The Week: What Caught Our Eye

December 19, 2020

Sunrise through trees in winter.The sun on the breast of a new-fallen snow as captured by the artist photographer John Bulmer

Good morning, Colleagues and Friends.

Yes, Virginia, even in this pandemic, there will be snow days. And sleds. Snow forts and hot cocoa. And wonderful winter memories to make glad the heart of childhood. The superintendent of the Broadalbin-Perth School District has declared it so with a light but lovely reminder that some traditions are worth preserving, and that there are few gifts as random and magical as a snow day.

Thank you, Mr. Tomlinson. Your community is fortunate to have you.

Speaking of good fortune, MacKenzie Scott, the world’s richest woman and the former wife of founder Jeff Bezos, has made these holidays forever memorable for non-profits and colleges across the nation by distributing more than $4.16 billion in donations over the past four months, including $10 million to the Capital District YMCA and $5 million to United Way of the Capital Region, in both cases the largest donations in the history of those organizations. Good news, and welcomed relief.

THE LIFT YOU NEED: They creak and groan, swing and sway, then sweep you up, up and away, into the silent refuge of a snowy pass. Hail the chair lift, new and fancy, or old and plain, these reliable industrial beasts spirit you to new heights of adventure or to familiar terrain, with people you know well or those whose knees you’ve just met.  

GO WEST: As sure as there’s new-fallen snow, there will be Christmas week skiing at West Mountain in Queensbury. Generations of children learned to ski on the trails the Brandt families created in the early 1960s. Spencer and Sara Montgomery purchased West in 2013 and have transformed it, pouring millions into five modern lifts for its 31 trails; full mountain lighting for night skiing, and, for the first time, full snowmaking coverage, while retaining its warm, family atmosphere. West opens today.

WHERE SANTA SHOPS: If the events of the year have taxed your holiday spirit, consider a trip to historic Canajoharie, to the Christmas store to beat all Christmas stores.

A TOAST IS IN ORDER: A massive and quirky rainstorm made 2018 a difficult year for Forge Cellars and other Finger Lakes wineries, so it’s especially rewarding that its 2018 Classique Dry Riesling placed 31st on Wine Spectator’s prestigious Top 100 list of 2020. The wine is the winery’s workhorse brand, priced at under $20 a bottle. Forge placed two of its wines on the 2017 Wine Spectator Top 100, including the 2015 Classique Riesling, which also placed 31st.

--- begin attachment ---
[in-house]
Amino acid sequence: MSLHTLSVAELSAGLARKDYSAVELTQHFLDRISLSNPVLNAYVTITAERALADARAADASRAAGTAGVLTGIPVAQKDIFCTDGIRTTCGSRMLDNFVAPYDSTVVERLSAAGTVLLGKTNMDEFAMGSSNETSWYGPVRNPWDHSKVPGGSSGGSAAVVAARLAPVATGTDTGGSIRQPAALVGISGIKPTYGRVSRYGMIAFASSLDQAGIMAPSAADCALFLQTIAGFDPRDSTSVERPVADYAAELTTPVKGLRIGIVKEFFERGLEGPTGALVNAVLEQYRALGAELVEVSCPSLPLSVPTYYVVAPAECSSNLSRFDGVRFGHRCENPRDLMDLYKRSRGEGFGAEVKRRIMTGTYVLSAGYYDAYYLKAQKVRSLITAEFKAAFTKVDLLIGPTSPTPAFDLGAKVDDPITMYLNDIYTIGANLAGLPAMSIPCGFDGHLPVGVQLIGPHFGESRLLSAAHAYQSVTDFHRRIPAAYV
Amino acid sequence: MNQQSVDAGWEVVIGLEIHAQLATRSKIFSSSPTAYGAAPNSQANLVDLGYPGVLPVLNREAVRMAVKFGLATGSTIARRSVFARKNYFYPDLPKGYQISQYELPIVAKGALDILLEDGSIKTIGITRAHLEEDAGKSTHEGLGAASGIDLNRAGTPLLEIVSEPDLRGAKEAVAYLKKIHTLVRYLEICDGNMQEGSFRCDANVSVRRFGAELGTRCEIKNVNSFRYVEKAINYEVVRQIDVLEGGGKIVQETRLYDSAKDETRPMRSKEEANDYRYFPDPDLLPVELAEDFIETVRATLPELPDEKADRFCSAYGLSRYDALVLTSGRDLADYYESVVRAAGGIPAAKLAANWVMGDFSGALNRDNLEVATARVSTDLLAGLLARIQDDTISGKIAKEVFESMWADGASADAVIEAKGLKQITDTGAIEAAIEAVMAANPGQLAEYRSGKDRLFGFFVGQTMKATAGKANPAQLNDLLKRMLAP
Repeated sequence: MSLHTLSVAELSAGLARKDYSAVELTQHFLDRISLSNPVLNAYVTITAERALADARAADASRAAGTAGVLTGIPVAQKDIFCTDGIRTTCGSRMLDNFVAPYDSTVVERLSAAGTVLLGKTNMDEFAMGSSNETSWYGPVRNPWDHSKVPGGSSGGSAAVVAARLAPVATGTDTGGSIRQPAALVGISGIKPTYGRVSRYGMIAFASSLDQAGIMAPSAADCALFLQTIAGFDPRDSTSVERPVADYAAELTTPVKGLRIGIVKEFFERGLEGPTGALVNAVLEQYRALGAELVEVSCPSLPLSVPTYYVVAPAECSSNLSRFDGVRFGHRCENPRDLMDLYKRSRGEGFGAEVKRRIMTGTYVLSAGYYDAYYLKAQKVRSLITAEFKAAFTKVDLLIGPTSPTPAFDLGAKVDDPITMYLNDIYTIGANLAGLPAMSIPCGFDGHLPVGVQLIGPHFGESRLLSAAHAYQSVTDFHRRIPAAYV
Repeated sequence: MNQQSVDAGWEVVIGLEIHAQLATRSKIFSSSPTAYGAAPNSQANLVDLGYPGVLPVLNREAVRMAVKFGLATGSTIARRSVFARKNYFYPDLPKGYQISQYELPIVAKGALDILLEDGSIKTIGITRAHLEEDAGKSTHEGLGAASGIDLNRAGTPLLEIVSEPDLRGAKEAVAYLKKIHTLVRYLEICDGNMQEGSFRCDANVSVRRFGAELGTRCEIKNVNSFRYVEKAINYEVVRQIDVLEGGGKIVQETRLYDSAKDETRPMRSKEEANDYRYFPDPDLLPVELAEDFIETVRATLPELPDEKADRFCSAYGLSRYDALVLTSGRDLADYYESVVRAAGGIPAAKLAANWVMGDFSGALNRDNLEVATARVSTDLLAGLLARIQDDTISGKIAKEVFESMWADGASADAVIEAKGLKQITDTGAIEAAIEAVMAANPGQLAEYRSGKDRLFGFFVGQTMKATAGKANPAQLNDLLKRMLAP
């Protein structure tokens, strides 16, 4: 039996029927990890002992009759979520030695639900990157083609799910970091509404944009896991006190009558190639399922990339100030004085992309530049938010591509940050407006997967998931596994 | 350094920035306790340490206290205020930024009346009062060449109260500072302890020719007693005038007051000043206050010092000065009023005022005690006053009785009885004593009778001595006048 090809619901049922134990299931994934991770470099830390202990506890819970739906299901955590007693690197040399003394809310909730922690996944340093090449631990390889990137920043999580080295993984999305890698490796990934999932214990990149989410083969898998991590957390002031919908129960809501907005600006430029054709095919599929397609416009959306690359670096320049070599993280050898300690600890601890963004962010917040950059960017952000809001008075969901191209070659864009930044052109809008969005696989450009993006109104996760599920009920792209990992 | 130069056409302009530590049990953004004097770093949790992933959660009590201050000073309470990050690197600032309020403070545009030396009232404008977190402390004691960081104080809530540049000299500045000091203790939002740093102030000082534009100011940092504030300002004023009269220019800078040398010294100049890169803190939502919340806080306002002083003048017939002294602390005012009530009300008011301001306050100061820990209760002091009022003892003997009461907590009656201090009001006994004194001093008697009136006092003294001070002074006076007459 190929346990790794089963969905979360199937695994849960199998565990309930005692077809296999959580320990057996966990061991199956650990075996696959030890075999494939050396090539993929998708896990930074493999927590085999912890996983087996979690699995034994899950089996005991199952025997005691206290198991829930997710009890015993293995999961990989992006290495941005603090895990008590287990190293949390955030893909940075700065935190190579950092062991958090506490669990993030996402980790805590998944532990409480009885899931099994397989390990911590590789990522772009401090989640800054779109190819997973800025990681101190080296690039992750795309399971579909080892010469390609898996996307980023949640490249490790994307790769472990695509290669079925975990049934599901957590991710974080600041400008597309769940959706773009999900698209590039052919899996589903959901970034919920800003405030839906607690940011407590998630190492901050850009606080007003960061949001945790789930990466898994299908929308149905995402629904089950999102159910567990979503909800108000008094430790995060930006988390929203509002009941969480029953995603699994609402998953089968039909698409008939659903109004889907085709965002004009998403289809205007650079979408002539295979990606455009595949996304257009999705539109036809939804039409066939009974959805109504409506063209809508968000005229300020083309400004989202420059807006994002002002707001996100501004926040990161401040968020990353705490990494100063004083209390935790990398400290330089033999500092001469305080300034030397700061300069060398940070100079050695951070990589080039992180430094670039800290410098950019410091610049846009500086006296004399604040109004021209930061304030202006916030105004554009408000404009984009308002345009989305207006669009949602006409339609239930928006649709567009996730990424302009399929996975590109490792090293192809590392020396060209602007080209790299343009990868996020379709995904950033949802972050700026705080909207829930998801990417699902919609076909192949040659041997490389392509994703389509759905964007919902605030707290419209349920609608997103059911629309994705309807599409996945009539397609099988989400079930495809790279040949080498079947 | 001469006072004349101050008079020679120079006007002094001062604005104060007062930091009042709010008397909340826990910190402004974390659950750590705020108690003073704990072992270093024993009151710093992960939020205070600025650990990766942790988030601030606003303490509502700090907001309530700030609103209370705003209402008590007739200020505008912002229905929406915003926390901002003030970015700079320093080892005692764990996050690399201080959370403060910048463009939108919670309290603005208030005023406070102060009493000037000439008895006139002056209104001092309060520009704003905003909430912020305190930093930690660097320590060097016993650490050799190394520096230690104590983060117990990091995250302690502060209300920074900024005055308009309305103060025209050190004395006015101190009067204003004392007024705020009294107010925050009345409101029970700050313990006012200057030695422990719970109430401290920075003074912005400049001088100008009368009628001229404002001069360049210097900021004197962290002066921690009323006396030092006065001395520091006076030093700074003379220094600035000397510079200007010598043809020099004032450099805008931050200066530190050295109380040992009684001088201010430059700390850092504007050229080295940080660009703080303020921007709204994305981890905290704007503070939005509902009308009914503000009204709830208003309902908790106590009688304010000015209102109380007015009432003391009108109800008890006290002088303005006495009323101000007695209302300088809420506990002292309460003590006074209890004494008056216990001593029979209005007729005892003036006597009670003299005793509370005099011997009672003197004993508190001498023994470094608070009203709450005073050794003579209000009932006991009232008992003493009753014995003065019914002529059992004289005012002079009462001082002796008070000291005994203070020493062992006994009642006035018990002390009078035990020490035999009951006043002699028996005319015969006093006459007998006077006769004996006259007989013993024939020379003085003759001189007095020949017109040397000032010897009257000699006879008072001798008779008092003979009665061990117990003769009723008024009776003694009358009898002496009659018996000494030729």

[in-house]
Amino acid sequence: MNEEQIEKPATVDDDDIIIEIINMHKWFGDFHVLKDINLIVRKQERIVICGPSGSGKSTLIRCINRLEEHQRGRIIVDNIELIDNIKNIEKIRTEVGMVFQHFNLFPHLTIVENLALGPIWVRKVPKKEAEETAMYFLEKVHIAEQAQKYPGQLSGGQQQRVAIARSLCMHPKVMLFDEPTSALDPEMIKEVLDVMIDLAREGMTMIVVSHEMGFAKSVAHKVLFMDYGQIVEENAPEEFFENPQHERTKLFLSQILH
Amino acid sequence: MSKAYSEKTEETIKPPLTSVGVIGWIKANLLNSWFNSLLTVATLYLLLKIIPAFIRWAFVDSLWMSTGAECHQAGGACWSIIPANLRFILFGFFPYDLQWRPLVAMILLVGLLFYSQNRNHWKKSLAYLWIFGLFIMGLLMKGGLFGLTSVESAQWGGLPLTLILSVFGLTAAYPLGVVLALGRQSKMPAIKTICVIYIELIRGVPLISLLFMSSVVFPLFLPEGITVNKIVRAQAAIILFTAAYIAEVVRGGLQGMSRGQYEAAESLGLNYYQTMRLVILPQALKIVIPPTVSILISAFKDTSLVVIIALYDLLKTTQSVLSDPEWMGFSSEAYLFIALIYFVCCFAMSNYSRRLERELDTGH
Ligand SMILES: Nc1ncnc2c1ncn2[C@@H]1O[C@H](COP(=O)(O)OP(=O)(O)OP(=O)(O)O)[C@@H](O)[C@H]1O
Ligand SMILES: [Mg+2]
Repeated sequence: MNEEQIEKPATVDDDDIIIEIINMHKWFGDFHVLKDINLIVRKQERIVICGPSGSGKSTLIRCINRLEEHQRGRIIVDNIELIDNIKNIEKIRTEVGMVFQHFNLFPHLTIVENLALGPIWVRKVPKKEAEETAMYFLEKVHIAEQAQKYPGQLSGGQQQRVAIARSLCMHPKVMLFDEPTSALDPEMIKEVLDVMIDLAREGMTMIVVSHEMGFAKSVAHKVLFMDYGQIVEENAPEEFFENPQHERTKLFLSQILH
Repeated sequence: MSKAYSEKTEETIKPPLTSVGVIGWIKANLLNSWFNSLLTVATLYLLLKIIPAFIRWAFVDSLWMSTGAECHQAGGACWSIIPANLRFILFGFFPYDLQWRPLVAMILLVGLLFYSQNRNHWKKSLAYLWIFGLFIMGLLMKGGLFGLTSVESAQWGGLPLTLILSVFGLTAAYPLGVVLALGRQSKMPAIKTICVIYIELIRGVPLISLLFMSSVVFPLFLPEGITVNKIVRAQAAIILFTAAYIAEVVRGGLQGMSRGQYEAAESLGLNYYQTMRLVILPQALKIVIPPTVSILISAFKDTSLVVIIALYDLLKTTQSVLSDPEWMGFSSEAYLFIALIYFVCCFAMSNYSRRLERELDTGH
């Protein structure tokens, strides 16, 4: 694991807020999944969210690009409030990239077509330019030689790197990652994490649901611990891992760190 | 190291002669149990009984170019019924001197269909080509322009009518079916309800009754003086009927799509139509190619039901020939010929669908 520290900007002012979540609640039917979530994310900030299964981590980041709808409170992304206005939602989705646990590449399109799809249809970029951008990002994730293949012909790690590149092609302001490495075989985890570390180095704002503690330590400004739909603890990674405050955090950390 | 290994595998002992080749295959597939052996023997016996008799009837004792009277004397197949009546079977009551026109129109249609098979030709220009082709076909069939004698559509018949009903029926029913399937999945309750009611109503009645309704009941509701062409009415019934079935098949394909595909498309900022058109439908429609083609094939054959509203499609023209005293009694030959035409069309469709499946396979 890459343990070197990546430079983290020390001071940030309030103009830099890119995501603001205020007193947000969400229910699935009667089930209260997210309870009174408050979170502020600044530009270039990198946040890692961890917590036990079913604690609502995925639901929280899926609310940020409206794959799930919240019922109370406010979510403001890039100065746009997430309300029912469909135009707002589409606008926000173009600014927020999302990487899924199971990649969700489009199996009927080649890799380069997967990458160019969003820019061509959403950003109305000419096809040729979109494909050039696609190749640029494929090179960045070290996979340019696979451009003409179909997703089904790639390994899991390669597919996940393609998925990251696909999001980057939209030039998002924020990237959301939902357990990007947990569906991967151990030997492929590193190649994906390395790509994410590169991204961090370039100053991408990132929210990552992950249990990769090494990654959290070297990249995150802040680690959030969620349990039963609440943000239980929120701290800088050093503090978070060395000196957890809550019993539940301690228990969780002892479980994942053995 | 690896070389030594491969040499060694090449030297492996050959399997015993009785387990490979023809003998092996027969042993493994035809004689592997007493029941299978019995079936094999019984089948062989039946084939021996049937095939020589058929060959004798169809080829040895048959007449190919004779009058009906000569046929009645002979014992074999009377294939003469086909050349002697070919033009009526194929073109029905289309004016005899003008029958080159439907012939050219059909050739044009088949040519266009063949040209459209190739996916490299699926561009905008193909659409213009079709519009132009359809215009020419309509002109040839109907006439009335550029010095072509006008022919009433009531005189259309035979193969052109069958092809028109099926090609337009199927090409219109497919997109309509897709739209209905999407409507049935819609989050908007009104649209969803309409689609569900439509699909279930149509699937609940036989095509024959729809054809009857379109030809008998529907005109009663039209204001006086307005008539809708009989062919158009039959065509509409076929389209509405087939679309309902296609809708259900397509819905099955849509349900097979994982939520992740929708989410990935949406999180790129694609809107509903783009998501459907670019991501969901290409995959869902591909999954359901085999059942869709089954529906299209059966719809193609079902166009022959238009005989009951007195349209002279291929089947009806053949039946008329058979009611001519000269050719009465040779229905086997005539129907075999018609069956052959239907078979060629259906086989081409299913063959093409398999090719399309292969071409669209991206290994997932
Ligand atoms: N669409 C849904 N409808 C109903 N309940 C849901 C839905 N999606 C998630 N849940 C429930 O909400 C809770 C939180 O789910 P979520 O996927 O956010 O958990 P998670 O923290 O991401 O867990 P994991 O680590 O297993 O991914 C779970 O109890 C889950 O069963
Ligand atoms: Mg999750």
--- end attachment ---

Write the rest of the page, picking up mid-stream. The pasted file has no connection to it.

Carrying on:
OUT THERE: Reports of UFO sightings are up 31% across New York City this year because, why wouldn’t they be? The National UFO Reporting Center (yes, that’s a thing; how else would we keep track?) has logged 46 sightings in NYC this year, with Brooklyn, Manhattan and Queens neck and neck for unexplained objects in the night sky.

HUNTING MEMORIES: Good food. Great times. A warm camp. Conditions change and sometimes you come home empty-handed, but for those who look forward to it each year, there is nothing quite like the anticipation and experience of joining friends deep in the wilderness for deer season in the Adirondacks.

IMAGINATION AT WORK: With coffee shops and co-working spaces out, New Yorkers are finding new and creative ways to carve out quiet places to work, including train rides to nowhere and, until recently, setups in Central Park.

ESO FUNCIONA: Medical device manufacturer Boston Scientific needed workers at its plant in Spencer, Ind., and, fortunately for the company, a growing number of Spanish-speaking local residents was becoming available. But how to bridge the gap between English-speaking supervisors and Spanish-speaking workers? A production manager at the plant, a native of Costa Rica, came up with a solution — an all-Spanish language shift.

ABOUT 2020: The Pew Research Center combed through the studies it conducted in 2020 and came up with some remarkable findings worth reading. For example, for the first time since the Great Depression, a majority of adults 30 or younger in the U.S. were living with their parents. A majority also personally know someone who was hospitalized or died due to COVID-19. And the percentage of the world’s population living in countries with completely closed borders is eye-opening.